“No.” I hear the word a lot. I hear my kids say it. Being a children’s pastor, I hear kids at church say it over and over again. If they do not say it, they often brazenly demonstrate the thought by grinning at me while the directly disobeying my latest command to sit down. “No!”
When our kids say no they do not ultimately have a problem with authority. They have a problem with God. The creator of the universe tells children to obey their “parents in the Lord for this is right,” and tells them to “Obey your leaders and submit to them.” (Eph. 6:10; Heb. 13:17).
When they tip over their cup, when they hop out of their seat, and when they scream at their parents in anger, they are declaring themselves to be the God of their universe. They are saying, “I know better; This will make me happy, and I have every right to get it regardless of the cost.” Little people who cannot go to the bathroom by themselves are attempting to turn the world upside down when they say, ‘No.’ We cannot let this happen.
The Bible has a term for such little people: fools. In Psalm 14:1 God says, “The fool says in his heart, “There is no God.” They are corrupt, they do abominable deeds; there is none who does good.” We should lovingly discipline children when they do abominable deeds because such children are ultimately rebelling against God. We send kids home from church and place them in timeouts so that they will learn that they our fools. We imperfectly model divine judgement because we want our children to see their foolishness and repent of it. A one week ban from church is much kinder than an eternal life in Hell. If we love the children in our homes and churches, we will discipline them.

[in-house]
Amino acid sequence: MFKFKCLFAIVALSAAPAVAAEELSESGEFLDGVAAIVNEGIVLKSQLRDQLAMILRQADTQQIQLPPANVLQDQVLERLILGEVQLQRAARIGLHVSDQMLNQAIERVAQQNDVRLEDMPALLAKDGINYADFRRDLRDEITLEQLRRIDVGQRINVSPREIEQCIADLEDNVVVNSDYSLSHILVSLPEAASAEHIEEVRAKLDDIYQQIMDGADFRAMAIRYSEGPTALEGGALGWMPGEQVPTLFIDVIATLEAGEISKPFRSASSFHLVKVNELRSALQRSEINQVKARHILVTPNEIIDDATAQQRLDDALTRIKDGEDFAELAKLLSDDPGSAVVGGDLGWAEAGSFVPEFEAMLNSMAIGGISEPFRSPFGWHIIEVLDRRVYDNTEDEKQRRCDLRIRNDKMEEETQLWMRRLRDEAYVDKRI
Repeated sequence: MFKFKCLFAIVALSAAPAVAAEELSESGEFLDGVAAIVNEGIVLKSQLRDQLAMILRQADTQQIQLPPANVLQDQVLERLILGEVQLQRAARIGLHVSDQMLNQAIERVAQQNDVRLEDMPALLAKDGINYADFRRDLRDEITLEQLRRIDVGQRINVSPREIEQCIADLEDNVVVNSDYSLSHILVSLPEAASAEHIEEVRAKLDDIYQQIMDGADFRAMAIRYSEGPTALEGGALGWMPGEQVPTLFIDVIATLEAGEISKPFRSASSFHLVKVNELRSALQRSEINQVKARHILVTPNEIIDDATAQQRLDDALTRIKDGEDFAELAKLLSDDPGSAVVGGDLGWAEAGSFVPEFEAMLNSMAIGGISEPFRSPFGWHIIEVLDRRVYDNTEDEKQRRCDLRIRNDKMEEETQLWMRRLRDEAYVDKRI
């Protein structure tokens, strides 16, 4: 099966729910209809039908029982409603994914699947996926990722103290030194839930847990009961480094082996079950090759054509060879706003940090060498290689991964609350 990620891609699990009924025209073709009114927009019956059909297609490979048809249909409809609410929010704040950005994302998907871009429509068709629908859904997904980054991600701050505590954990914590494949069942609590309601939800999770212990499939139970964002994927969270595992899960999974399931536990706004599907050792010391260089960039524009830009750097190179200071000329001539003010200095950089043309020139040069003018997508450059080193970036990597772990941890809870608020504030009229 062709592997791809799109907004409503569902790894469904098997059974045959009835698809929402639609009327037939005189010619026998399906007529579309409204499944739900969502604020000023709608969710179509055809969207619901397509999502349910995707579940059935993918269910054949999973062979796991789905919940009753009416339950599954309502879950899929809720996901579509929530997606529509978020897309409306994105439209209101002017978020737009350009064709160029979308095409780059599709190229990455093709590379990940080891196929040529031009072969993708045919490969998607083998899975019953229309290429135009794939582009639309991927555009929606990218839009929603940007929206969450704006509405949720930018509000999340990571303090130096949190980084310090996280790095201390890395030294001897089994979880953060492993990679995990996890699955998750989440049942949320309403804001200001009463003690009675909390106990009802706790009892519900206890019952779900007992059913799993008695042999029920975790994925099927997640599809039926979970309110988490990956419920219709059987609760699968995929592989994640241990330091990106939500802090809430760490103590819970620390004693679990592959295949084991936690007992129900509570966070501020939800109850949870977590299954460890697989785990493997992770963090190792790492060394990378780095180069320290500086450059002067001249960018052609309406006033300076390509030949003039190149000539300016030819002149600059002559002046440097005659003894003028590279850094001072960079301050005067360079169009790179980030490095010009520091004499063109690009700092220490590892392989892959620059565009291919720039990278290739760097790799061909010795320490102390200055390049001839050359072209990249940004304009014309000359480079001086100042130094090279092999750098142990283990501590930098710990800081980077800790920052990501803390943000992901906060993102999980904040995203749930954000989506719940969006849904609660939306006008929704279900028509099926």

This is the mindset of God. He says in Hebrews 12:6, “For the Lord disciplines the one he loves, and chastises every son whom he receives.” God punishes his children because he loves them and wants what is best for them. For us to be like God, we too must discipline children out of love.
If we remember 1 Corinthians 13, we will remember that love does not boast and does not seek out it is own. We discipline not because ‘our’ authority was challenged, and not because we are upset that ‘our’ plans have been changed. We should never punish children to defend our pride. Like our children, we are sinners daily in need of grace and correction. We discipline because we hate sin wherever it appears and because we hate seeing foolishness destroy our children’s lives. God administers such loving discipline to us. We must follow our father’s example. Are you ready?